Systematic Review Registration: PROSPERO, identifier CRD42020160907.
View Article and Find Full Text PDF

Download full-text PDF

Source
http://dx.doi.org/10.3389/fphar.2020.565013DOI Listing
http://www.ncbi.nlm.nih.gov/pmc/articles/PMC7516194PMC
September 2020

Incidence of myocardial injury in coronavirus disease 2019 (COVID-19): a pooled analysis of 7,679 patients from 53 studies.

Cardiovasc Diagn Ther 2020 Aug;10(4):667-677

Department of Pharmacy, Renji Hospital, School of Medicine, Shanghai Jiao Tong University, Shanghai, China.

Background: Coronavirus disease 2019 (COVID-19) has become global pandemic and resulted in considerable morbidity and mortality since December 2019. Information on the incidence of myocardial injury remains scarce.

Methods: English-language databases (PubMed, Embase, Cochrane), Chinese-language databases (CNKI, VIP, WANFANG), and preprint platform were searched to identify studies that reported the myocardial injury data in COVID-19 patients. Random-effects meta-analyses were used to derive the pooled incidence and relative risks (RRs) of myocardial injury. Variations by disease severity were examined by subgroup analyses. Sensitivity analyses were performed to strengthen the results. Meta-regression was applied to explore the risk factors associated with myocardial injury.

Results: A total of 53 studies involving 7,679 patients were included. The pooled incidence of myocardial injury was 21% [95% confidence interval (CI), 17-25%; I, 96.5%]. The highest incidence of myocardial injury was found in non-survivors (66%; 95 CI%, 54-78%; I, 85.7%), followed by severe patients (43%; 95 CI%, 33-53%; I, 93.0%) and non-severe patients (11%; 95 CI%, 7-15%; I, 95.2%). Higher risk of myocardial injury was detected in severe patients than non-severe patients (RR, 5.74; 95% CI, 3.74-8.79; I, 86.8%). All the sensitivity analyses confirmed the robustness of primacy results.

Conclusions: This meta-analysis showed that myocardial injury occurred in 21% of COVID-19 patients. An elevated rate was observed in non-survivors (66%) and severe patients (43%). Severe patients had a 4.74-fold increase in the risk of myocardial injury than non-severe patients. Aggressive strategy may be considered for COVID-19 patients at high risk of myocardial injury.
View Article and Find Full Text PDF

Download full-text PDF

Source
http://dx.doi.org/10.21037/cdt-20-535DOI Listing
http://www.ncbi.nlm.nih.gov/pmc/articles/PMC7487385PMC
August 2020

Incidence of Venous Thromboembolism in Hospitalized Coronavirus Disease 2019 Patients: A Systematic Review and Meta-Analysis.

Front Cardiovasc Med 2020 6;7:151. Epub 2020 Aug 6.

Department of Pharmacy, Renji Hospital, School of Medicine, Shanghai Jiaotong University, Shanghai, China.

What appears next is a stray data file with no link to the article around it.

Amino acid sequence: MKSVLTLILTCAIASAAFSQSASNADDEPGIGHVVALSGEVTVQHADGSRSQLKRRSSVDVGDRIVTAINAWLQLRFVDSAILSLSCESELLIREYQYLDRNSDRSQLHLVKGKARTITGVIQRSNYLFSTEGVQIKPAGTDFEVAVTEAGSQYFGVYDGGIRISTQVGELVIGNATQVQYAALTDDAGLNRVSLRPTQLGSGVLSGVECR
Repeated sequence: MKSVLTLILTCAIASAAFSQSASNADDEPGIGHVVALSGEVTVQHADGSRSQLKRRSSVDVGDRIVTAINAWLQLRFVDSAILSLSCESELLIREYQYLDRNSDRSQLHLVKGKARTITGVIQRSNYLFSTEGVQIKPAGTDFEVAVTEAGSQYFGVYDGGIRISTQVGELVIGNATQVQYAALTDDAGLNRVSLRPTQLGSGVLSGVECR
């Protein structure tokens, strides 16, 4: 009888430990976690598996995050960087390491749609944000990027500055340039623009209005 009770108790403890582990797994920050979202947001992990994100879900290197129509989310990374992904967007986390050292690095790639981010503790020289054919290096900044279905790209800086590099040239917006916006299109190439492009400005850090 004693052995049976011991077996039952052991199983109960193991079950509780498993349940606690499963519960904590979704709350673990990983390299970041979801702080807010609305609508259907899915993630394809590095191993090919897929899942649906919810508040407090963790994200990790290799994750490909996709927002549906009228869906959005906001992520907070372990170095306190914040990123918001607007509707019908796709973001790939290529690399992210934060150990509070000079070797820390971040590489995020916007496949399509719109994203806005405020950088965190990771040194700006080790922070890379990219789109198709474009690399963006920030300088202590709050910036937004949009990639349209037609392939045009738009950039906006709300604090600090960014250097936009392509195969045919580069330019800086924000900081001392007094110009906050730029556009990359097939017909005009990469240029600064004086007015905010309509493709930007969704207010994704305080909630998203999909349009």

Emerging evidence shows that coronavirus disease 2019 (COVID-19) is commonly complicated by coagulopathy, and venous thromboembolism (VTE) is considered to be a potential cause of unexplained death. Information on the incidence of VTE in COVID-19 patients, however, remains unclear. English-language databases (PubMed, Embase, Cochrane), Chinese-language databases (CNKI, VIP, WANFANG), and preprint platforms were searched to identify studies with data of VTE occurrence in hospitalized COVID-19 patients. Pooled incidence and relative risks (RRs) of VTE were estimated by a random-effects model. Variations were examined based on clinical manifestations of VTE (pulmonary embolism-PE and deep vein thrombosis-DVT), disease severity (severe patients and non-severe patients), and rate of pharmacologic thromboprophylaxis (≥60 and <60%). Sensitivity analyses were conducted to strengthen the robustness of results. Meta-regression was performed to explore the risk factors associated with VTE in COVID-19 patients. A total of 17 studies involving 1,913 hospitalized COVID-19 patients were included. The pooled incidence of VTE was 25% (95% CI, 19-31%; , 95.7%), with a significant difference between the incidence of PE (19%; 95% CI, 13-25%; , 93.2%) and DVT (7%; 95% CI, 4-10%, 88.3%; < 0.001). Higher incidence was observed in severe COVID-19 patients (35%; 95 CI%, 25-44%; , 92.4%) than that in non-severe patients (6%; 95 CI%, 3-10%; , 62.2%; < 0.001). The high rate of pharmacologic thromboprophylaxis in COVID-19 patients (≥60%) was associated with a lower incidence of VTE compared with the low pharmacologic thromboprophylaxis rate (<60%) (19 vs. 40%; = 0.052). Severe patients had a 3.76-fold increased risk of VTE compared with non-severe patients (RR, 4.76; 95% CI, 2.66-8.50; , 47.0%). Sensitivity analyses confirmed the robustness of the primacy results. This meta-analysis revealed that the estimated VTE incidence was 25% in hospitalized COVID-19 patients. Higher incidence of VTE was observed in COVID-19 patients with a severe condition or with a low rate of pharmacologic thromboprophylaxis. Assessment of VTE risk is strongly recommended in COVID-19 patients, and effective measures of thromboprophylaxis should be taken in a timely manner for patients with high risk of VTE.